Polycythemia is an increase in the circulating red blood blood cell count or a higher than normal concentration of hemoglobin in the blood. In the true sense of the word, polycythemia is not a high level of hemoglobin on its own but a consequence of either an elevated red blood cell count or low plasma levels.
Polycythemia may be physiological or pathological – meaning that it may occur as a means for the body to maintain a normal level of functioning in the absence of a disease (physiological) or due to a disease process (pathological). The causes of polycythemia can be classified as primary or secondary where a disease process triggers an actual increase in red blood cell production or it arises secondary to some other disease process, usually hypoxia.
The most common cause of physiological polycythemia is seen in people who live in high altitudes. The lower oxygen density in the atmosphere in these areas triggers the body to produce more red blood cells. In this way the blood has a greater oxygen-carrying capacity and hypoxia is overcome.
Another common cause of polycythemia is cigarette smoking. Here the hypoxic state related to daily smoking stimulates the body to produce more red blood cells.
Types of Polycythemia
There are broadly two types of polycythemia – true and relative. The hemoglobin levels are higher than normal in both types of polycythemia.
In true polycythemia there is an actual increase in the number of red blood cells. This means that the red blood cell count and the hemoglobin concentration is higher than normal.The blood plasma volume is normal and this is relevant when comparing it to relative polycythemia (below).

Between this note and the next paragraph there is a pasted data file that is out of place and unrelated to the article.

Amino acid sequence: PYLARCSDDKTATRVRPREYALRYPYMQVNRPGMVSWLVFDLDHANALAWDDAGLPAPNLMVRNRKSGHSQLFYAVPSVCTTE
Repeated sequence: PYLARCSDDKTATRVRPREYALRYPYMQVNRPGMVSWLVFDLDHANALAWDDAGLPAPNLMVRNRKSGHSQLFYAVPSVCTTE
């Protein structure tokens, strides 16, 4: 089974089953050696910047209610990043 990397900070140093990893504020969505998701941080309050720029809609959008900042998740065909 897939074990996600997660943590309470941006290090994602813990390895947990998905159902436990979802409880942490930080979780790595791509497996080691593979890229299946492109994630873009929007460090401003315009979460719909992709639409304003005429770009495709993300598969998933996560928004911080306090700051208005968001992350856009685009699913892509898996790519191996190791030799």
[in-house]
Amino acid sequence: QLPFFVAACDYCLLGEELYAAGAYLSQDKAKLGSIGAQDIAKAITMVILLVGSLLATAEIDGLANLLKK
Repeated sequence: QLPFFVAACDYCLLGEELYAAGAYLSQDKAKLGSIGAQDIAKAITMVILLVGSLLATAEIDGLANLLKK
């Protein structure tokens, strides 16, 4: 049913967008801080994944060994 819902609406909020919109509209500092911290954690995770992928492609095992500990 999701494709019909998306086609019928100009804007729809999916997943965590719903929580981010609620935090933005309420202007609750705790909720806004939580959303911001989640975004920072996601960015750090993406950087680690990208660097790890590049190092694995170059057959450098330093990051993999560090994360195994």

In relative polycythemia, the red blood cell count is normal but the plasma volume is low. Blood plasma is the watery fluid part of the blood that contains no cells. So in relative polycythemia, the blood cells are concentrated due to less fluid and not more cells. This type of polycythemia is also known as apparent polycythemia and is seen in severe dehydration often related to the use of diuretics or excessive alcohol consumption.
Effects of Polycythemia
Since red blood cells are the most abundant cells in the bloodstream, an increase in the number of red blood cells will increase the viscosity (thickness) of the blood. The same applies for a low plasma volume as is seen in relative polycythemia.
Hypervisocity slows the flow of blood through vessels as there is increased peripheral resistance. In very small vessels and capillaries, stasis may occur. This significantly increases the risk of blood clot formation – thrombus. If polycythemia occurs in a person with other risk factors for thrombosis, the chance of a blood clot formation leading to a significant narrowing of the artery is high.
Sluggish circulation slows the flow of blood and this allows for greater deoxygenation. In the superficial (skin) circulation, this can lead to a slightly bluish tinge to the skin.
Since the circulation is sluggish as a result of increased peripheral resistance, the amount of blood returning to the heart is reduced (venous return). At the same time however, the cardiac output is increased due to the viscosity of the blood. These two factors cancel each other out so that there is no significant increase in cardiac output or rise in blood pressure in most cases of polycythemia. However in severe polycythemia, arterial blood pressure may be significantly elevated.